Saturday, March 07, 2009

Some notes about presuppositional apologetics as practiced by Sye (and now Dan)

     It is dishonest to call someone to account for something not in dispute. Logic is not in dispute. Furthermore, as logic is necessary to account for anything, any attempt to account for logic would be inherently circular.
     Your god does not account for logic. Please stop pretending that it does. Your god also has not revealed anything to you "in such a way that [you] can be certain." If it had, you would be specifying the method and why you consider the method to be certain. The whole "in such a way" line is designed either to disguise the fact that there was no revelation or to disguise the method to prevent analysis. Either way, the claim is self-refuting.
     Your god is not a necessary precondition for logic. Logic must be present before one can discuss preconditions.


Kaitlyn said...

"any attempt to account for logic would be inherently circular."

Unless logic is internally consistent.

Pvblivs said...

     No, it would remain circular. Circular reasoning just places the desired conclusion in the premises. It does not mean that the conclusion in inconsistent.

Stan, the Half-Truth Teller said...

as practiced by... Dan

I think the verb choice is especially appropriate here, but I thought the following list of alternative verbs (with adverbs, where needed) might be likewise appropriate:

1. regurgitated
2. parroted
3. copy/pasted
4. blindly embraced
5. clumsily wielded
6. misunderstood
7. confused

It's not exhaustive, but representative...

What especially annoys me about Dan's 'use' of presuppositionalism is the fact that he's shown that he is above its inherent dishonesty (whereas Sye has not). Dan must know that TAG fails to discriminate the "correct" version of god from the "incorrect" versions, so it is effectively worthless, even if it were valid. Similarly, Dan must also realize that TAG is not valid -- it is victim to the foundational presupposition we all share: that our ability to reason is valid.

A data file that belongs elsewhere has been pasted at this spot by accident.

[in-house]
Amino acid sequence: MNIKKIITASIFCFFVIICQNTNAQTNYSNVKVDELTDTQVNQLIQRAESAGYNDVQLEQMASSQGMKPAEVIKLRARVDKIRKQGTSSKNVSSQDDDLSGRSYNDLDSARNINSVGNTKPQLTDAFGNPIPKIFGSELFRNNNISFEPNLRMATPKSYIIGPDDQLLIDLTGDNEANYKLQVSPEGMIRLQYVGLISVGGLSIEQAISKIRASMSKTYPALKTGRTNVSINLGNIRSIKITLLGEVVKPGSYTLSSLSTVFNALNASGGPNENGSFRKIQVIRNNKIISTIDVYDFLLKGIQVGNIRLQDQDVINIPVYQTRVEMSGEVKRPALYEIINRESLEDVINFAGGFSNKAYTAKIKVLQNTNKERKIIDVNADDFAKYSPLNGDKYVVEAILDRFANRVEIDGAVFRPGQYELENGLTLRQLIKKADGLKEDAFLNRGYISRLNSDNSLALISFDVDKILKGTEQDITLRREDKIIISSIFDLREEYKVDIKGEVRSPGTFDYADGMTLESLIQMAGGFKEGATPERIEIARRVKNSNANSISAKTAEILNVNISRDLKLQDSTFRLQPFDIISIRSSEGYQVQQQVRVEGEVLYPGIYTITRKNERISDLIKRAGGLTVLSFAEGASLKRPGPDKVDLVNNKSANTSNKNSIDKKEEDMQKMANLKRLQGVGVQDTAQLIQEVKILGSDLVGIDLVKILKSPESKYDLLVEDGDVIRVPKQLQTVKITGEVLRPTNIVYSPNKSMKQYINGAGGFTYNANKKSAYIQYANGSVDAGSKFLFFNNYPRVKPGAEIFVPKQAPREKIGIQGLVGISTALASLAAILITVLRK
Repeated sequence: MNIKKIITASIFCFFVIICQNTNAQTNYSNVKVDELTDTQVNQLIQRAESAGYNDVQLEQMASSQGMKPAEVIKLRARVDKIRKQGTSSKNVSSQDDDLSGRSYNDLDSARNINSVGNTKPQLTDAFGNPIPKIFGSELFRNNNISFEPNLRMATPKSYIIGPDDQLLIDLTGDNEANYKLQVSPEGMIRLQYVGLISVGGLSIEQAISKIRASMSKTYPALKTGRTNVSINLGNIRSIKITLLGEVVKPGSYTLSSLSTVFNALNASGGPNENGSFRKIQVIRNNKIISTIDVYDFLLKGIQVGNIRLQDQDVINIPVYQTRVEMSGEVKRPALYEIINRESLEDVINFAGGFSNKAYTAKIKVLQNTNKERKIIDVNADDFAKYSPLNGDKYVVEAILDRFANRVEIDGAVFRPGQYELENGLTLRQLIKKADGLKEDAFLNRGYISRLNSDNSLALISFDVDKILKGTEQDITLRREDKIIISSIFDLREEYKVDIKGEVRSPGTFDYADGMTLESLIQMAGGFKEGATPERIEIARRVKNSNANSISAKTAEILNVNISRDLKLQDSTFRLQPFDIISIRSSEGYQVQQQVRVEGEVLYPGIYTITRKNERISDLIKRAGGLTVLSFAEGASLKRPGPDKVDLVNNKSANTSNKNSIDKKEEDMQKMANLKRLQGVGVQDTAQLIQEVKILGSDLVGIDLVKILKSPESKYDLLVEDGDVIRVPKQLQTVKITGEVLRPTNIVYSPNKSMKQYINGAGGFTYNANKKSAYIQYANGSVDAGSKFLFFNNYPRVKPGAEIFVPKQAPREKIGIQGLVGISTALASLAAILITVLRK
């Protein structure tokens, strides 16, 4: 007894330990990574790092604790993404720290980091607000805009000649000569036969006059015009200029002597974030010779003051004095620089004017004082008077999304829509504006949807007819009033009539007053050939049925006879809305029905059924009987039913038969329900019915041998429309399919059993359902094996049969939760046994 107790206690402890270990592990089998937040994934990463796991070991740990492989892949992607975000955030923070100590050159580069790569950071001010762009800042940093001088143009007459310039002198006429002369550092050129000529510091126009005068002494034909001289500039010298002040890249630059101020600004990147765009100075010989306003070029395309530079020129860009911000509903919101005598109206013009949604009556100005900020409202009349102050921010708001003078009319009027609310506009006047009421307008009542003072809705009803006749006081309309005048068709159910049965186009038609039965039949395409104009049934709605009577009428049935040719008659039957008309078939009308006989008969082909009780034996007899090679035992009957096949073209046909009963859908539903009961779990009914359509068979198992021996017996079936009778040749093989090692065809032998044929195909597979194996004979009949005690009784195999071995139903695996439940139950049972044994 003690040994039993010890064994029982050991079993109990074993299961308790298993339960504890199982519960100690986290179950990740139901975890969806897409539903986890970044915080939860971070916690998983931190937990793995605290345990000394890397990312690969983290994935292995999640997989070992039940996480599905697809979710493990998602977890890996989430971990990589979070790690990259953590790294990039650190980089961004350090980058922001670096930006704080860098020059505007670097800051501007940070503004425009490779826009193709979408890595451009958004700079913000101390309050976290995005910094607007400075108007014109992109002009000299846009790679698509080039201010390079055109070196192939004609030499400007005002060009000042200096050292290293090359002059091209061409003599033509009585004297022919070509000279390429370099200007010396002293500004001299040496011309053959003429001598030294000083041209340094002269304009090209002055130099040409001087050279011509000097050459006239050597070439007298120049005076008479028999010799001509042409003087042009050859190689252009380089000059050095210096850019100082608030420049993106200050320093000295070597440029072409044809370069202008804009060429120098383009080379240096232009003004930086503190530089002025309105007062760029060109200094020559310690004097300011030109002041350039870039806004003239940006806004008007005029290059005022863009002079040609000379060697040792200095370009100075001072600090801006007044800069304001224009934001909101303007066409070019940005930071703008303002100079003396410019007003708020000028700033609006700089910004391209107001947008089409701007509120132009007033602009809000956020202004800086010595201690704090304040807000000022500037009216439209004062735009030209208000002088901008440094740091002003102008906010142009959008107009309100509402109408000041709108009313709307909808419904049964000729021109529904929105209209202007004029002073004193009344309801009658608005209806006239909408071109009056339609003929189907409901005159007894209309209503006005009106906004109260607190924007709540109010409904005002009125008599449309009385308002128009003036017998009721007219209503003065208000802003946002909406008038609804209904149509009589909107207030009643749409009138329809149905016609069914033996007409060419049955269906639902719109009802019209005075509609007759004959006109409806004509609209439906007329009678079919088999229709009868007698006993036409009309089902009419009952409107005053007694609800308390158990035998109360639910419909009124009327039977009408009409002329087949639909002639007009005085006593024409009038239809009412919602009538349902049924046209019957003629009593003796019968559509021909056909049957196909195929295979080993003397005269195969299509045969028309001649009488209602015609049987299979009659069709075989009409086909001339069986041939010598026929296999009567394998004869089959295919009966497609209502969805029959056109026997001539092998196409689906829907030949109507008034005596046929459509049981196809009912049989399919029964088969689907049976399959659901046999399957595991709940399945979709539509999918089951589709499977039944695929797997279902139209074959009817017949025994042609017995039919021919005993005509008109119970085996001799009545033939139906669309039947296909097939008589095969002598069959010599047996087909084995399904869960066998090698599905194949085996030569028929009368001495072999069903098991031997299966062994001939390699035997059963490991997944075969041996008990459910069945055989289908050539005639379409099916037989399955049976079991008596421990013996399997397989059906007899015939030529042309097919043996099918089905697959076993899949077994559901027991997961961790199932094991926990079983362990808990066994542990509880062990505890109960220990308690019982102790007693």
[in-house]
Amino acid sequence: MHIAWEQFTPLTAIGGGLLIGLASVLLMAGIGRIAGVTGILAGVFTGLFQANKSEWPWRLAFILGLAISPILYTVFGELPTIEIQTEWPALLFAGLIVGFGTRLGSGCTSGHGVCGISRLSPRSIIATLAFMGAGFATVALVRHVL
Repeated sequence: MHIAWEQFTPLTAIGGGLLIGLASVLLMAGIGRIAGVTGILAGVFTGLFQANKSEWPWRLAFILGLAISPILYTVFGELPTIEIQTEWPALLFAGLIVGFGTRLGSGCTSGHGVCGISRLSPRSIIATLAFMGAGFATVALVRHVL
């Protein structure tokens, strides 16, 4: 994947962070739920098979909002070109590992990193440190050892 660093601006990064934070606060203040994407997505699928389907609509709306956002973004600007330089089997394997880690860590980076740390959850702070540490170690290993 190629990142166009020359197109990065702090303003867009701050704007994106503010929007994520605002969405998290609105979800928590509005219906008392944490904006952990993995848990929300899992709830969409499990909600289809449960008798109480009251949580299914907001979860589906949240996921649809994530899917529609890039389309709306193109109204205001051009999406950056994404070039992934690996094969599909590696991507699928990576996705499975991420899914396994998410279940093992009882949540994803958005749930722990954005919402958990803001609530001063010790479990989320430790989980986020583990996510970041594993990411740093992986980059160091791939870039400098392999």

Furthermore, as you note, the notion of "certain" revelation is shot. No TAG-using arguer can show how he can distinguish "certain revelation" from "maliciously false revelation." That is, a malicious deity could just as easily have provided disinformation "in such a way that [they] can be certain." To deny this possibility is to deny the TAGer's own notion that a "good" deity could provide actual information in such a manner.

The whole thing is slipshod smokescreening, and there is a reason that presuppositionalism is not generally taken seriously (from my own experience and research) in philosophical/theological circles.

Anyway, nice take, and I rather wish Dan would perform an internal critique regarding his "use" of TAG and/or presuppositional apologetics -- if he were to do so -- honestly -- he should conclude that "using" such a method is counter-productive, and corrodes his [already shaky] integrity.